But there is no way I can charge $15,000 - not even close.

The wedding will be at the Alyeska ski resort. Her daughter will wear a dress that Arlene described as beautiful, white, buckskin. If I remember right, Arlene made it - but maybe it was her daughter or perhaps they sewed on it together.

Arlene went back to the truck and then came back with this piece of moose skin that her mother, who lives in Kaktovik, gave her. Arlene is making it into a wedding shirt for her son, Roland Warrior, who was named after her father, the late Roland Lord.

Arlene and her husband are spending a lot of money on this wedding, but there are two things they are not going to spend money on - liquor and the bar, and the Alyeska Starbucks coffee shop. "I'm not going to get anybody drunk," she explained to me. If any of the guests want to go to the bar and buy drinks for themselves, then that will be fine.

As for the coffee, Arlene says she will not patronize Starbucks. This, she said, is because on 9/11, there was a Starbucks not far from Ground Zero that stayed open. When thirsty firemen, risking their lives in the hope that they might save others, Starbucks made them pay for water, she told me.

So she does not patronize Starbucks, and Starbucks is the coffee shop at Alyeska.

"If people want to go into Starbucks and buy their own coffee, okay," she told me.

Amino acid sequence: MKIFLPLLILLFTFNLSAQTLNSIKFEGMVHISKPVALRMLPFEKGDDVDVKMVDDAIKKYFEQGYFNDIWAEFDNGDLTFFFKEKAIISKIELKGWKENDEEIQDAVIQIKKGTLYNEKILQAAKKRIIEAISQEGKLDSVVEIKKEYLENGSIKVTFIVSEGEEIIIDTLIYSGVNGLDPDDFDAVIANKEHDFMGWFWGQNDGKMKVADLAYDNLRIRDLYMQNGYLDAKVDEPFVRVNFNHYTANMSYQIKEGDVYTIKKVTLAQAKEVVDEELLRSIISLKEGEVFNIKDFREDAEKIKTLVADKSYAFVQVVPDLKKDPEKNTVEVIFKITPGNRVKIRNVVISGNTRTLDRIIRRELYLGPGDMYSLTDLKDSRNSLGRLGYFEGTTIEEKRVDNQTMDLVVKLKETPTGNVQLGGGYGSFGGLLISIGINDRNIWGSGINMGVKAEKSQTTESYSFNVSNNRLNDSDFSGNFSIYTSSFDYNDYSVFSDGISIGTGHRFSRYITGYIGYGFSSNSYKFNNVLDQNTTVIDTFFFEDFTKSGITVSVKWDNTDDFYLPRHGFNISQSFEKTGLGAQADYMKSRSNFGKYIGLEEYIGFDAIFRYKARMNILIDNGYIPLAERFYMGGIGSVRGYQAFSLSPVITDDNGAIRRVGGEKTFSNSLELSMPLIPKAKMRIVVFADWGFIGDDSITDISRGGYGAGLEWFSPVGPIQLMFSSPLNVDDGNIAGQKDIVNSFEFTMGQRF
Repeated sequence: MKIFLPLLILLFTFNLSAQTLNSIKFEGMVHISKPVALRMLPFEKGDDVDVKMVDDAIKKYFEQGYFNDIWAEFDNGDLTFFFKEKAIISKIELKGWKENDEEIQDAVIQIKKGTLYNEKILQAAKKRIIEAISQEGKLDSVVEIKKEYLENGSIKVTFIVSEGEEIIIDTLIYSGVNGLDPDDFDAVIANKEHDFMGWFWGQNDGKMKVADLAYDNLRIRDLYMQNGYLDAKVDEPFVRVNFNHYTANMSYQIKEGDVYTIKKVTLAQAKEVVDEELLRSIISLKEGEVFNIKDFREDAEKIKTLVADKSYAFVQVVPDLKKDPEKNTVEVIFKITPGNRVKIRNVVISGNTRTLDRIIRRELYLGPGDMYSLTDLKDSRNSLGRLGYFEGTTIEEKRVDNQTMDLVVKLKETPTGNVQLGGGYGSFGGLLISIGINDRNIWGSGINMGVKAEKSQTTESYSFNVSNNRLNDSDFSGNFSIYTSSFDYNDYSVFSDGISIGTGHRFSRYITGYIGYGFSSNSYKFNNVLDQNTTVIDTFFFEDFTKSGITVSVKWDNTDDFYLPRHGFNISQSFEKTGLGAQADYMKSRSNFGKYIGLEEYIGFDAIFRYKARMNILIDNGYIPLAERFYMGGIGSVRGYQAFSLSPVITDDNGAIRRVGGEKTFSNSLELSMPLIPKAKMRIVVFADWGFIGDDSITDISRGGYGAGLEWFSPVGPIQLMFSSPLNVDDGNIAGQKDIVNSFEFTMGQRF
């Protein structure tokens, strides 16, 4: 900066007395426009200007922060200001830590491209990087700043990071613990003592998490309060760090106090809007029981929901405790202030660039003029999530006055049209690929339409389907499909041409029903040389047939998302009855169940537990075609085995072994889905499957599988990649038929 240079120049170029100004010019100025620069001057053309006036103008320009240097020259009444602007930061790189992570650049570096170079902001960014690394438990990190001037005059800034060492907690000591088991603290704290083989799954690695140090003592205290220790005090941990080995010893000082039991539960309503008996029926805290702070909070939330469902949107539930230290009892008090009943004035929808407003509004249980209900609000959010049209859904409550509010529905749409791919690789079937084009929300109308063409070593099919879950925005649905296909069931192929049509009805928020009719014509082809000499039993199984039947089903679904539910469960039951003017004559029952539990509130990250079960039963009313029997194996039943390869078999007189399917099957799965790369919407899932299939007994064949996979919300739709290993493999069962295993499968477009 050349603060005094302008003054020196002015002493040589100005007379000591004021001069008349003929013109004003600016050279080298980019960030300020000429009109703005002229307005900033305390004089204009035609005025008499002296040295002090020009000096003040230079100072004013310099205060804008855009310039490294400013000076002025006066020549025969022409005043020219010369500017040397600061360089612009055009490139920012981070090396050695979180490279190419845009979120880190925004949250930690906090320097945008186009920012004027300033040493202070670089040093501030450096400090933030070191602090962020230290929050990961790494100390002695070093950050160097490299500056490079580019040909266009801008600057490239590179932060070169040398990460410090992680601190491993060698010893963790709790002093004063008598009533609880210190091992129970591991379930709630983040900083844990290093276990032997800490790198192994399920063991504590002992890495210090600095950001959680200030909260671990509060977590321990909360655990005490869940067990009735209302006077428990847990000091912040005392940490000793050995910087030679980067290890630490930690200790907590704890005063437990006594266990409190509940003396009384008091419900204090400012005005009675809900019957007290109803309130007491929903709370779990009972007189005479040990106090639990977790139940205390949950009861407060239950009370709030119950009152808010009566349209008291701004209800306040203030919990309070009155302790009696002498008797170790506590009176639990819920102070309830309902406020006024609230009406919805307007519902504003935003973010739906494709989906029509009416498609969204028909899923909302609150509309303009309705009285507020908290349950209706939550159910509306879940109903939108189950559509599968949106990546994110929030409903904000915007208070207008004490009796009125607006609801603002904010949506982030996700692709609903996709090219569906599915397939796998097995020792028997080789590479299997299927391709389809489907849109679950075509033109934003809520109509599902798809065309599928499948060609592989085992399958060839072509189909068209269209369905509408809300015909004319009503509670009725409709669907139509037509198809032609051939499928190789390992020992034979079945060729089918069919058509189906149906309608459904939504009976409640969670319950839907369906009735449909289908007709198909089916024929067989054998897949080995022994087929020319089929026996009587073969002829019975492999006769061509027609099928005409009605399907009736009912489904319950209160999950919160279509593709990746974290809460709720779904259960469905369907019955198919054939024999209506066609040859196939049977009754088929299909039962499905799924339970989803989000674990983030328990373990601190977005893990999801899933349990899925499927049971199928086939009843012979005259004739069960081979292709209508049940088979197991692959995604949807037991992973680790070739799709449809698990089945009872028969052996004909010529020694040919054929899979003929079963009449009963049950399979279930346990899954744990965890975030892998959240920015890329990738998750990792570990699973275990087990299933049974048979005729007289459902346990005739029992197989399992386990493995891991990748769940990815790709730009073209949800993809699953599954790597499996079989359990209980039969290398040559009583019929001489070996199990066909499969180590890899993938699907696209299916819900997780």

Pretty soon, Heather came with my omelette and hashbrowns, cooked by Shelly. Boy, that omelette was good! Abby's Home Cooking produces the best omelettes I have bought in this valley.

As I drove home the moderately long way, this snowplow came charging past.

It was about this same time that my iPhone alarm went off in my pocket.

Back home, Pistol-Yero was chillin' in the warmth of the fireplace.

Before I started to work, I took a walk. This raven came flying by, a feather missing. Did you see the raven, Sandy?

Soundarya? Soundu? 

At 4:00 PM, I headed out on the usual excursion to Metro Cafe, where I shot three Young Writer studies. Here is the first:

Study of the Young Writer, Shoshana, #3222: The young writer smiles as she prepares an order for whomever is inside the truck in front of me.

Study of the Young Writer, Shoshana, #42: The young writer prepares to deliver that order.

Study of the Young Writer, Shoshana, #10,029: Shoshona with her beau, Justin. As you can see they are very happy together. May they long remain so.

I took the long way home. Not as long as some long ways. I didn't drive through Texas. That would have been the long way home. But it was longer than it could have been if I had taken the most direct route, which is very boring and it gets me home too fast.

Along the way, I crossed paths with a school bus.